• Get the bolt-on knockoffs and build a simple spacer to allow the knockoff to be spaced far enough away from the wheel to avoid having the knockoff's wings damage the wheel's spokes. The only requirement is that the spacers be cut square to it's center. They can be made out of any material that's handy (like PVC pipe). One issue with the bold-on knockoffs is with the front wheels, where a bearing cover may require a too-tall tower to be used in order to accomodate the attachment method.

My head hurts - at this point, Ihaving second thoughts about knock-offs because it's a lot of effort for something that I may not even like once it's done. I think I'm going to chalk this up as a failed experiment that fortunately didn't cost a lot ($40) to try out. I'm not counting the cost of this test at the bottom of the page because I ddn't actually follow through and get all four caps.

Star Caps

My second attempt at unqiue wheel caps involves a conglomeration of parts. The idea was inspired by the KMC wheels that you see on trucks.

First, I had to find a 3-dimensional star that would fit in the available space (about 2.5 inches). Without these, my idea was toast before I even began. I got luck and found some at Clarion House for just $1.50 for a pack of three. They're "rusty", but that's just paint, and easy to remove.

Next, I had to find an existing wheel cap that I could remove the emblem from, and replace with my own. I settled on the SR caps from American Muscle ("Chrome 2010 Style SR Center Cap - Large"). They're cheap ($7 each), and the center is nothing more than a plastic disk secured with 3M tape.

The final piece of the puzzle required me to find someone that could make me some replacement disks that would serve to replace the original disks, as well as allowing me to center the stars precisely on the cap. I found a guy up in Rhode Island that performed that task.

Part 1 - Parts and Test Fitment

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After finally getting all the parts in one place, I had to make sure my idea was sound (via test fitting), and decide on colors to be used. Since I had the parts, test fitting was the logical next step, so I put the new disk into my test cap, and placed a star on it. It's really too bad that I couldn't find a star that was just a touch larger, but hey, beggars... choosers... you know the drill. Here are some pics of the test fitting.

Part 2 - Preparing the Parts

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Painting requires prep work, and this particular job is no different. The first step was to sand fake rust off the stars, and that took the better part of a day to complete for all 12 stars. I suppose i could have used a chemical stripper, but where's the fun in that? Anyway, the next step was to disassemble and de-chrome the donor caps.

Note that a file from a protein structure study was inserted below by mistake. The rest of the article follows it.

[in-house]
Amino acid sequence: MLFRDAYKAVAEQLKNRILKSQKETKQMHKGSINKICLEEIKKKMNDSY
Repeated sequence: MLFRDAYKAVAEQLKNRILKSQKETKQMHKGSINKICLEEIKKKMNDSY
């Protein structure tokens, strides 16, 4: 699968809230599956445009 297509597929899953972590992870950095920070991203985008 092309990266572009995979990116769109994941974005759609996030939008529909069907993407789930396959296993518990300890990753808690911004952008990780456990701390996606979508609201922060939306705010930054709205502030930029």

Note: The "fun" in that meant i wouldn't have to do it later, which I had to do, because the rust was apparnely real rust. I wenbt ahead and got some Gumout rust remover, and after an hour, the stars were almost completely free of anything that wasn't bare metal. So, handy tip - use a rust remover - it'll be A LOT faster.

To disassemble the caps, I drilled a hole through the plastic base, and used a scre driver to fracture the plastic disc that was originally used on the cap. At that point it was a simply matter to remove the disk in pieces using a flat bladed screwdriver. The discs were held in with 3M tape, and much of the tape remained on the cap after removing the disk, so I applied some Goo-Gone to soften the tape, and used a single-edged razor blade to remove most of the tape, and then a final helping of Goo-Gone to remove the residual "goo". The surface had to be prefectly clean before applying the new disks.

The final step in preparing the bases for paint was to remove the chrome. Since the bases are plastic, I didn't want to use any really harsh chemicals for fear of destroying the base itself. I decided that I'd try an old plastic car modeler's trick, and use some oven cleaner to dechrome the bases. Long story short, that didn't work. I wasn't really interested in waiting around for a couple of days while trying other techniques, especially since there was no guarantee that any of them would work, so I decided to just sand the caps with some 400 wet-or-dry, enough to knock the chrome down to a brushed appearance, and then prime/paint the caps.

Part 3 - Painting

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Note: - All paint was from Dupli-Color.

After a judicouse wipedown with isopropyl alcohol, I assembled the disks into the caps, and sprayed by the caps and the stars with sandable primer gray. All of the parts got two coats, just to be sure I covered everything evenly. I let the primer dry for 24 hours.

Next, I sprayed the caps with three coats of gloss black, and the stars with four coats of Performance White.

Part 4 - Final Assembly

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I glued the a set of stars to the cap using Super Glue, and then the painted stars to the star bases. Once that was dry, I sprayed several coats of clearcoat on the caps.

Part 5 - Installation Onto the Car

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Finally, I jacked up the car to remove the wheels, and replaced the original American Muscle wheel caps.